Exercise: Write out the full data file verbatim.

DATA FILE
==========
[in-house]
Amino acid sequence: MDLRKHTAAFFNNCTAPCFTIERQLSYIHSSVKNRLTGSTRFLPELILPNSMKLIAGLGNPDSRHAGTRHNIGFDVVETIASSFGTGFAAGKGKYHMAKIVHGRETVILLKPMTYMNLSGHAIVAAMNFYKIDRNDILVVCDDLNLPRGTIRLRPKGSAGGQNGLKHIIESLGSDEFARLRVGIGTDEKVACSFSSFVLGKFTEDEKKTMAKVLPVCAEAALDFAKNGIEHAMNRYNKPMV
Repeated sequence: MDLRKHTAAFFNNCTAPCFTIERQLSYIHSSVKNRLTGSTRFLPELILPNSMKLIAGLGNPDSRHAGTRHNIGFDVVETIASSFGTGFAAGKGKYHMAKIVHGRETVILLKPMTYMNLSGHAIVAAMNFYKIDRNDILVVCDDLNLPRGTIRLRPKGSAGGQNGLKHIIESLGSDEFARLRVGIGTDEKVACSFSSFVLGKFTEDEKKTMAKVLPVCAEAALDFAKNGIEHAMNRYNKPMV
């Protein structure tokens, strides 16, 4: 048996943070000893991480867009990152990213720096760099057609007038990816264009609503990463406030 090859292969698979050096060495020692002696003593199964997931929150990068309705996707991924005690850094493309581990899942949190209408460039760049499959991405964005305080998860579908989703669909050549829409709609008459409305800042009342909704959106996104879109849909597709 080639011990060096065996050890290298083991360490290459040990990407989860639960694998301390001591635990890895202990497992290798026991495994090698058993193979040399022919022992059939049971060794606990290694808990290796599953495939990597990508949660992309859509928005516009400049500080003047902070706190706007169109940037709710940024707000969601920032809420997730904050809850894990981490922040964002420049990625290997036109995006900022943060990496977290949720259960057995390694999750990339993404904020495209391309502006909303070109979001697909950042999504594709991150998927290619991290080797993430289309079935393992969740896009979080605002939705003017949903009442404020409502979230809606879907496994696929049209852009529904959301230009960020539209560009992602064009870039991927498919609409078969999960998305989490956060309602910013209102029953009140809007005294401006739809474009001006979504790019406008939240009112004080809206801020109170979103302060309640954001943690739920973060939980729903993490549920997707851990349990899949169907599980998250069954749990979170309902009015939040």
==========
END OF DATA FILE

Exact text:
[in-house]
Amino acid sequence: MDLRKHTAAFFNNCTAPCFTIERQLSYIHSSVKNRLTGSTRFLPELILPNSMKLIAGLGNPDSRHAGTRHNIGFDVVETIASSFGTGFAAGKGKYHMAKIVHGRETVILLKPMTYMNLSGHAIVAAMNFYKIDRNDILVVCDDLNLPRGTIRLRPKGSAGGQNGLKHIIESLGSDEFARLRVGIGTDEKVACSFSSFVLGKFTEDEKKTMAKVLPVCAEAALDFAKNGIEHAMNRYNKPMV
Repeated sequence: MDLRKHTAAFFNNCTAPCFTIERQLSYIHSSVKNRLTGSTRFLPELILPNSMKLIAGLGNPDSRHAGTRHNIGFDVVETIASSFGTGFAAGKGKYHMAKIVHGRETVILLKPMTYMNLSGHAIVAAMNFYKIDRNDILVVCDDLNLPRGTIRLRPKGSAGGQNGLKHIIESLGSDEFARLRVGIGTDEKVACSFSSFVLGKFTEDEKKTMAKVLPVCAEAALDFAKNGIEHAMNRYNKPMV
């Protein structure tokens, strides 16, 4: 048996943070000893991480867009990152990213720096760099057609007038990816264009609503990463406030 090859292969698979050096060495020692002696003593199964997931929150990068309705996707991924005690850094493309581990899942949190209408460039760049499959991405964005305080998860579908989703669909050549829409709609008459409305800042009342909704959106996104879109849909597709 080639011990060096065996050890290298083991360490290459040990990407989860639960694998301390001591635990890895202990497992290798026991495994090698058993193979040399022919022992059939049971060794606990290694808990290796599953495939990597990508949660992309859509928005516009400049500080003047902070706190706007169109940037709710940024707000969601920032809420997730904050809850894990981490922040964002420049990625290997036109995006900022943060990496977290949720259960057995390694999750990339993404904020495209391309502006909303070109979001697909950042999504594709991150998927290619991290080797993430289309079935393992969740896009979080605002939705003017949903009442404020409502979230809606879907496994696929049209852009529904959301230009960020539209560009992602064009870039991927498919609409078969999960998305989490956060309602910013209102029953009140809007005294401006739809474009001006979504790019406008939240009112004080809206801020109170979103302060309640954001943690739920973060939980729903993490549920997707851990349990899949169907599980998250069954749990979170309902009015939040």